Is this the end of the standard variable rate tariff?
British Gas has announced it will no longer be offering a standard variable rate tariff (SVT) to new customers from April next year – but why has the Centrica-owned energy giant taken this bold step? What will happen to anyone currently on an SVT? And other energy suppliers follow suit to put an end to these expensive energy deals?
Why is British Gas scrapping its standard variable rate tariff?
SVTs are usually the most expensive type of tariff available, and the one customers are automatically placed on once a fixed rate deal ends. Over half of British Gas’ 8.4 million customers are currently on an SVT, meaning an estimated 4.6 million households stand to benefit from next April’s changes.
And although the announcement comes just over a month after the government committed to giving Ofgem the power to impose a price cap on energy costs, British Gas has denied this was the catalyst for its decision, insisting that these proposals have been in the pipeline for a number of months.
Speaking on BBC Radio 4’s Today programme this morning, Ian Conn, chief executive of British Gas parent firm Centrica, said: “We have been saying for the last 18 months that the best solution to this market is to end ‘evergreen’ contracts – contracts that don’t have an end date – and we’ve had to pause when Theresa May announced her intention to cap the market, but we have now announced today a comprehensive set of actions to reform the market, starting, in our case, with the removal of the standard variable tariff.
He added: “The real trigger came about four weeks ago, when Ofgem enabled us, and all participants, to have a default tariff other than the standard variable tariff – they permitted fixed-term default tariffs.”
He also called upon the government to prohibit contracts with no end date (SVTs, in other words) and look at ways in which policy costs for green energy can be taken out of consumer energy bills – as things stand, environmental and social obligation costs make up around 8% of the average dual fuel energy bill.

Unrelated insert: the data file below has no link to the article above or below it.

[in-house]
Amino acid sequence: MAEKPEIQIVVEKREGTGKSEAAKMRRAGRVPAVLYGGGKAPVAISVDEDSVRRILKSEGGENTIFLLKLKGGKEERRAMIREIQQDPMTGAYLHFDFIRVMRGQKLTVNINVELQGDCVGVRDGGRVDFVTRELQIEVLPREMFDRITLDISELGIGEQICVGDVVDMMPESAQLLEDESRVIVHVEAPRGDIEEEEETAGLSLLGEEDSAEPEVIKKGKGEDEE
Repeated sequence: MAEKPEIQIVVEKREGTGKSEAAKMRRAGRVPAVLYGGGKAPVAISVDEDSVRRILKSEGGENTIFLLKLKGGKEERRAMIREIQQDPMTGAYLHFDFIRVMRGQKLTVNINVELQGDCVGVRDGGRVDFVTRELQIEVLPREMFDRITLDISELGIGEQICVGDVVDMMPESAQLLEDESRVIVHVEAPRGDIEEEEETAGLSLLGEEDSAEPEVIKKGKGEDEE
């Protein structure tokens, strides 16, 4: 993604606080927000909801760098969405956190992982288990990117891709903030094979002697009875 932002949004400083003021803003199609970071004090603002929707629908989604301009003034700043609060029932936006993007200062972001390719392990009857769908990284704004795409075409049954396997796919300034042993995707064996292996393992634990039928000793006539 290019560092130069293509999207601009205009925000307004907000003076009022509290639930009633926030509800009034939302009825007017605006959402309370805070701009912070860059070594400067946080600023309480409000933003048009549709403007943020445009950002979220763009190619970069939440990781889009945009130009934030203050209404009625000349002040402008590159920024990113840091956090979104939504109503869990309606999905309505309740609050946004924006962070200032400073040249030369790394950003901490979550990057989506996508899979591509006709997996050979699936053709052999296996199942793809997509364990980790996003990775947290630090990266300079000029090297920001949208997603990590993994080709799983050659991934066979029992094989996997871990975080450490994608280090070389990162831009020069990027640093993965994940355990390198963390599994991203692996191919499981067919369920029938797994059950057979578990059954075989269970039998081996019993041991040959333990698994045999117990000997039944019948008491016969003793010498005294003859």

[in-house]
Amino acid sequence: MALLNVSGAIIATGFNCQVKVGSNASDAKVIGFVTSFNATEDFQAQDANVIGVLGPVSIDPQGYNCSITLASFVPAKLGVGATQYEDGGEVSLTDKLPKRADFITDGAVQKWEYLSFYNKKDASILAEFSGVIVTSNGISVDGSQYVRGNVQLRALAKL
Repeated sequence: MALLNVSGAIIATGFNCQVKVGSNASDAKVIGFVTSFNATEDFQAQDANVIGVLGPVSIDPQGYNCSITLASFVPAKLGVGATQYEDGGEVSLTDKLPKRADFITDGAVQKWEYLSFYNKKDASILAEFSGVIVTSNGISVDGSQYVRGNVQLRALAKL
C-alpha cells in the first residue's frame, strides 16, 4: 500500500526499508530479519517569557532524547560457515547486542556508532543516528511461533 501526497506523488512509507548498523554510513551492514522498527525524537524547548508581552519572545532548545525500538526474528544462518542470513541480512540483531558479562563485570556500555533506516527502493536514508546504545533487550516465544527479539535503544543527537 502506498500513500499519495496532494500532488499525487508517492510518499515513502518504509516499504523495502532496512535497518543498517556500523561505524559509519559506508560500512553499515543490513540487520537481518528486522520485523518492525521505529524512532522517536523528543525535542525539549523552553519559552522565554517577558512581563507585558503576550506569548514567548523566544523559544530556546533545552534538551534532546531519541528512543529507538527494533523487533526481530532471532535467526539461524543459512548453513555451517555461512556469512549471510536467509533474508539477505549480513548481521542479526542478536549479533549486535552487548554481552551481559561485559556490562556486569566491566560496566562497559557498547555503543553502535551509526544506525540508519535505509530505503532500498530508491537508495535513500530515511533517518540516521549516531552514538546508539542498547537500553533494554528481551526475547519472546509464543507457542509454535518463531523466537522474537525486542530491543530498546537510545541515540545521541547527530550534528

On the face of it then, it seems British Gas is doing its bit to help put an end to, what the prime minister called, ‘rip-off’ energy prices, and encourage changes consumer and provider behaviour to make the energy market more like the car insurance market, where impending contract end dates prompt customers to shop around for a better deal.
What will happen to customers on SVTs?
If you’re one of the 4.6 million British Gas customers on an SVT, you should have been contacted earlier this year, with offers of cheaper, fixed-rate deals. If you’ve since made the switch, your one of just 10% of customers who did so – if not, compare the best energy deals on the market here, and make the switch with us today.
British Gas has said it will contact customers twice a year with offers to switch tariffs and, as of April 1 next year, no one making the switch to British Gas will be placed on an SVT, even once a fixed rate deal ends.
If you’re on an SVT and don’t switch to a new deal, you’ll be placed on a default 12 month contract, which may still have a variable rate that can go up or down along with wholesale prices, and may not even be cheaper than an SVT.
Will any of the other energy suppliers follow suit?
British Gas isn’t the only energy giant to make changes where its SVT is concerned – back in September, E.ON announced it would be replacing its SVT with a fixed term tariff for any customers having a smart meter installed. In addition, any SVT customer who already has a smart meter with E.ON will be offered a move to a replacement one-year fixed tariff.
It’s usually the case that where one of the Big Six energy companies go, the rest will follow, so it would come as no surprise to see more suppliers scrapping their SVT in favour of a standard fixed rate deal.
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